the synthesis of realism and utopianism. If so, how ever, where can we situate this synthetic phase in Carrs history? As Carr provi ded his theoretical framework within his view of history, he also needed to situate his solution in it. In fact, the synthesis would not become a solution until we would be able to call it utopianism if different fr om its modern version. This section delves into this issue. Now that we have clarified the substa nce of modern utopianism and modern realism, it is time to grasp their relation as two phases of history. The problem is that it simultaneously points to two opposite directions. On the one hand, the relationship between realis m and utopianism is very asymmetrical. As realism comes from severe human experiences, it relates to the particular ly intersubjective mood of the time. Alternatively put, it concerns the realm of subconsci ous mind. In discussing the fall of modern utopianism in the late nineteen th century, Carr (1939a, 36) calls its critics psychologists: The belief in the sufficiency of reason to promote right conduct was challenged by psychologists. We already know that Carr co mmonly used the word psychologist to signify the thinkers of irrationality such as Dostoevsky Nietzsche, Freud, and Marx. At some points, indeed, Carr grasps the rise of modern realism in analogy with the discovery of unconsciousness (see Molloy, 2003: 284; Gismondi 2004, 437). As we have discussed in the previous section, modern realism is firmly connected with philosophical reactions to idealist metaphysics. In Carrs (1939a, 87) words, modern realism is relativist and pragmatist. As suc h, this thought itself originates from particular circumstances. This is the reason why Carr (1939a, 89-90) needs a discussion of how German philosophies gained and lost popularity in nineteenth century England because of her social and intellectual settings. At the end of this discussion, Carr (1939a, 91) states: The conditioning of thought is necessarily a subconscious process. 83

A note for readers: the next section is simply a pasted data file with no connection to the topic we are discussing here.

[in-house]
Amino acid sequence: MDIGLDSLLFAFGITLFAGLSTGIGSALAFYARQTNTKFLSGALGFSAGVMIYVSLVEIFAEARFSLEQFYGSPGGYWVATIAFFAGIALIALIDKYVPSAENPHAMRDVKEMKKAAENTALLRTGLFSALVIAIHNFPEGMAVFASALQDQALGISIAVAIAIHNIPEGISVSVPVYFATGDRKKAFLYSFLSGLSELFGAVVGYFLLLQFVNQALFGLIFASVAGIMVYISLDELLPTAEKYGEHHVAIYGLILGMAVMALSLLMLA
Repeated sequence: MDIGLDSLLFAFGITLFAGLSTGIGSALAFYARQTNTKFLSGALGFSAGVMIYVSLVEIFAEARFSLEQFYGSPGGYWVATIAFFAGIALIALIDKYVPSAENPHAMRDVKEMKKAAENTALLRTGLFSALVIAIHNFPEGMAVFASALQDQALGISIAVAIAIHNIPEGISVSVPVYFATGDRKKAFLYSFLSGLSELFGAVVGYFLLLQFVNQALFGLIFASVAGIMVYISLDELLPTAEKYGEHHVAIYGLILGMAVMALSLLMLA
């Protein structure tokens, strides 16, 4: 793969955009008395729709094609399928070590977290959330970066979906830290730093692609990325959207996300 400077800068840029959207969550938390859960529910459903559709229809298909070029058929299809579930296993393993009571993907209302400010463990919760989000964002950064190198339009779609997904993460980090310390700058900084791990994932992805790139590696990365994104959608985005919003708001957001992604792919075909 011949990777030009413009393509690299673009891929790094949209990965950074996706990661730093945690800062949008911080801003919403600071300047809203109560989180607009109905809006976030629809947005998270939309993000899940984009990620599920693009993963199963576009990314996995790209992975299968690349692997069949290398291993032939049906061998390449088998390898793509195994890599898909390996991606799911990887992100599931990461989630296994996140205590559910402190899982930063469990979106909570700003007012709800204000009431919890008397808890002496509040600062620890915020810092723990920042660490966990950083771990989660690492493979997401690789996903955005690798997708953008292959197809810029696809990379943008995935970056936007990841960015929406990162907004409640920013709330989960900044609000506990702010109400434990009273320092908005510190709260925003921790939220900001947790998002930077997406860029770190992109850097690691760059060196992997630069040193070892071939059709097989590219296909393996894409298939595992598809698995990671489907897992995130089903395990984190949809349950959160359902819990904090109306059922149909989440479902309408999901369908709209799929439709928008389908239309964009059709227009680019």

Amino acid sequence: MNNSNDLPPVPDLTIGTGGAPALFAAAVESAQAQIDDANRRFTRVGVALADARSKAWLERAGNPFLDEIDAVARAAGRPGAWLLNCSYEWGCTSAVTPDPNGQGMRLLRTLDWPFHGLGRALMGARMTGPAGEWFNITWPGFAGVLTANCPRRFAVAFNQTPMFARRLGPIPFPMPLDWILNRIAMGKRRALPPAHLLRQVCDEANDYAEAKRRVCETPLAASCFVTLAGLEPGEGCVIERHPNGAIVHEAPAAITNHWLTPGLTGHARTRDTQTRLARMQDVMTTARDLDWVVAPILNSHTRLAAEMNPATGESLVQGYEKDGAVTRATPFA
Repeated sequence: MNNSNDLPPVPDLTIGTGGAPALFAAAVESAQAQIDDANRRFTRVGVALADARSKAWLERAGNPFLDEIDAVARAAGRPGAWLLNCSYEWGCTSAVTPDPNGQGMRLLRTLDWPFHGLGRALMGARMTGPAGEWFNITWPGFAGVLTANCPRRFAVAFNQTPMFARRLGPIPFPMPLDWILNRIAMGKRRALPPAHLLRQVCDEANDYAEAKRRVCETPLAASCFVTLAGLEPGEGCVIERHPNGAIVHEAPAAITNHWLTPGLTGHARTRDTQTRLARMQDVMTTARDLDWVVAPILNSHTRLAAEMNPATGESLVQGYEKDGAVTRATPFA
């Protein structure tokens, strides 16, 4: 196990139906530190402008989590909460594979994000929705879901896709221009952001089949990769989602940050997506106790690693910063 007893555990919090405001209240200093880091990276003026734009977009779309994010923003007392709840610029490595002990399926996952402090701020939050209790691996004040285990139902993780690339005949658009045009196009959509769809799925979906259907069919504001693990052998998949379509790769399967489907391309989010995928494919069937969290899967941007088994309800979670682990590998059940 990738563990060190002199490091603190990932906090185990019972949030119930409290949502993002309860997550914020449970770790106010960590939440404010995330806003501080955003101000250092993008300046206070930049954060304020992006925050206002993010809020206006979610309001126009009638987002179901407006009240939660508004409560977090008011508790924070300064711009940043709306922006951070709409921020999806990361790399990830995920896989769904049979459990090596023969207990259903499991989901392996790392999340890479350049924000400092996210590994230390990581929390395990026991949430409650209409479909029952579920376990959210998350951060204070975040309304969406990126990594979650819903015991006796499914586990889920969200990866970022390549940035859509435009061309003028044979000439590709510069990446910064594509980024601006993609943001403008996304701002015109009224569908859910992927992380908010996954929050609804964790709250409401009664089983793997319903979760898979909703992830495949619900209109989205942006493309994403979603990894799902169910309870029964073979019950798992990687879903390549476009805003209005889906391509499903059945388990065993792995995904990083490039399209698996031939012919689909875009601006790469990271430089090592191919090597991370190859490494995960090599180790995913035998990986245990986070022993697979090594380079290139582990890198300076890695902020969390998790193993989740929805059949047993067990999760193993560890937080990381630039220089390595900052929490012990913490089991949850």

Modern realism appeared from the existing wo rld. Since modern utopianism dominated the world before the arrival of modern realism, the latter appears from the former as if the proletarian class consciousness arises from th e bourgeois world. By the same token, the problem of modern utopianism is its actual irrationality behind the proclaimed rationality of its principles. What matters is that these supposedly absolute a nd universal principles we re not principles at all, but the unconscious reflexions of nationa l policy based on a particular interpretation of national interest at a particular time (Carr 1939a, 111). Just several pages earlier, Carr (1939a, 108) refers to Freuds interpretation of ancient im perialism to clarify how the nineteenth century idea of internationalism helped conceal the nationalist-imperialist inclinations in the practice of modern utopianism. Understood as such, modern realism is a s ubconscious irrational el ement within rational modern utopianism. As we already examined, the flaw of modern utopianism was destined to become clear once the world became internationa lized and no longer terr itorially expandable: the international community ca nnot be organised against Mars (Carr 1939a, 297). On the other hand, liberal utilitarianism created this deadlock by itself as it contributed to advance world capitalism through the application of its thought to the international sphere. Modern realism appears as a necessary part of the progress of modern utopianism. In other words, modern realism is an auto-critique of m odern utopianism. The relation of totalitarianism to the crisis is clearly one not of cause, but of effect. Totalitari anism is not the disease, but one of symptoms. Wherever the crisis rages, Carr (1939a, 288) claims, traces of this symptom can be found. Carr (1939a, 14) assesses the contemporary phase of the science of intern ational politics as the one where realism is the necessa ry corrective to the exuberance of utopianism, just as in other periods utopianism must be invoked to counteract the barrenness of realism. 84